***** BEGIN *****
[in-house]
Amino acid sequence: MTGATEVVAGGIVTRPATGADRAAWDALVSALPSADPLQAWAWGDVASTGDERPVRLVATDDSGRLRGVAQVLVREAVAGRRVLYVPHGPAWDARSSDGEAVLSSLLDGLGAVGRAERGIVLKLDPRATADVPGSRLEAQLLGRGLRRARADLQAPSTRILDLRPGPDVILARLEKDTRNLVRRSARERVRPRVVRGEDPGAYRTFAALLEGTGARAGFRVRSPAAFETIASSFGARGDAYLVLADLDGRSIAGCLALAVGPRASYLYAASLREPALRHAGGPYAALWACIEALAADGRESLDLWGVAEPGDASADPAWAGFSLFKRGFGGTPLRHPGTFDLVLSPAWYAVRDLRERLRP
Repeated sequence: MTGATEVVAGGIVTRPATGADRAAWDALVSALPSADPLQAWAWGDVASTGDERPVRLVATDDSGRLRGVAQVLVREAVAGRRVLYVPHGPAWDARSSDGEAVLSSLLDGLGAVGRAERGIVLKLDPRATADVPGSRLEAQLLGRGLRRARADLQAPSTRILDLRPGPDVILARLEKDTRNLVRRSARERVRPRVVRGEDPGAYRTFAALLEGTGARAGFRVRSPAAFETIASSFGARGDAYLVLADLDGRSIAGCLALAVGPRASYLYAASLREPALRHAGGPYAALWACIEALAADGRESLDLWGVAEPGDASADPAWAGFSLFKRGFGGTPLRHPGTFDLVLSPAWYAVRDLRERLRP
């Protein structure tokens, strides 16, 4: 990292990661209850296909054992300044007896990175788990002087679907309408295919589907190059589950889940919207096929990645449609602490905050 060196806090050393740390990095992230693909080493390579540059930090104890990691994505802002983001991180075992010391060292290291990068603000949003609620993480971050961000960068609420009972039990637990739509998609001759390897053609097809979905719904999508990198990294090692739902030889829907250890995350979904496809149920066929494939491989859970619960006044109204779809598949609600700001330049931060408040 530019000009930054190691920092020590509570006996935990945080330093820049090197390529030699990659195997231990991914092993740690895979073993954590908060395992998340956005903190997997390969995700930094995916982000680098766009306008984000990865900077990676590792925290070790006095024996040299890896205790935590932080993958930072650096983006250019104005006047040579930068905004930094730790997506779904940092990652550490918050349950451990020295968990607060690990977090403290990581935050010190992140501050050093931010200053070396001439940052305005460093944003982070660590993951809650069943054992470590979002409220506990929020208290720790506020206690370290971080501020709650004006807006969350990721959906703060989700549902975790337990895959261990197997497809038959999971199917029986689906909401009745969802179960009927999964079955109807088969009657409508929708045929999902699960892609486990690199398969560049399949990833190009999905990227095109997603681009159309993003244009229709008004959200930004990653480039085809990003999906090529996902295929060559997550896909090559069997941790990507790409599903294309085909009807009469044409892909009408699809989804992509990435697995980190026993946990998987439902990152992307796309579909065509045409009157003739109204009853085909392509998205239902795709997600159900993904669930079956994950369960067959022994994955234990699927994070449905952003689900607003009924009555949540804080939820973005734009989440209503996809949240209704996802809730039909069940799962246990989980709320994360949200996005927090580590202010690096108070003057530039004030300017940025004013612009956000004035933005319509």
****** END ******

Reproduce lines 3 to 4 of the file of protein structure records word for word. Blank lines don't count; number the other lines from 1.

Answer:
Repeated sequence: MTGATEVVAGGIVTRPATGADRAAWDALVSALPSADPLQAWAWGDVASTGDERPVRLVATDDSGRLRGVAQVLVREAVAGRRVLYVPHGPAWDARSSDGEAVLSSLLDGLGAVGRAERGIVLKLDPRATADVPGSRLEAQLLGRGLRRARADLQAPSTRILDLRPGPDVILARLEKDTRNLVRRSARERVRPRVVRGEDPGAYRTFAALLEGTGARAGFRVRSPAAFETIASSFGARGDAYLVLADLDGRSIAGCLALAVGPRASYLYAASLREPALRHAGGPYAALWACIEALAADGRESLDLWGVAEPGDASADPAWAGFSLFKRGFGGTPLRHPGTFDLVLSPAWYAVRDLRERLRP
């Protein structure tokens, strides 16, 4: 990292990661209850296909054992300044007896990175788990002087679907309408295919589907190059589950889940919207096929990645449609602490905050 060196806090050393740390990095992230693909080493390579540059930090104890990691994505802002983001991180075992010391060292290291990068603000949003609620993480971050961000960068609420009972039990637990739509998609001759390897053609097809979905719904999508990198990294090692739902030889829907250890995350979904496809149920066929494939491989859970619960006044109204779809598949609600700001330049931060408040 530019000009930054190691920092020590509570006996935990945080330093820049090197390529030699990659195997231990991914092993740690895979073993954590908060395992998340956005903190997997390969995700930094995916982000680098766009306008984000990865900077990676590792925290070790006095024996040299890896205790935590932080993958930072650096983006250019104005006047040579930068905004930094730790997506779904940092990652550490918050349950451990020295968990607060690990977090403290990581935050010190992140501050050093931010200053070396001439940052305005460093944003982070660590993951809650069943054992470590979002409220506990929020208290720790506020206690370290971080501020709650004006807006969350990721959906703060989700549902975790337990895959261990197997497809038959999971199917029986689906909401009745969802179960009927999964079955109807088969009657409508929708045929999902699960892609486990690199398969560049399949990833190009999905990227095109997603681009159309993003244009229709008004959200930004990653480039085809990003999906090529996902295929060559997550896909090559069997941790990507790409599903294309085909009807009469044409892909009408699809989804992509990435697995980190026993946990998987439902990152992307796309579909065509045409009157003739109204009853085909392509998205239902795709997600159900993904669930079956994950369960067959022994994955234990699927994070449905952003689900607003009924009555949540804080939820973005734009989440209503996809949240209704996802809730039909069940799962246990989980709320994360949200996005927090580590202010690096108070003057530039004030300017940025004013612009956000004035933005319509």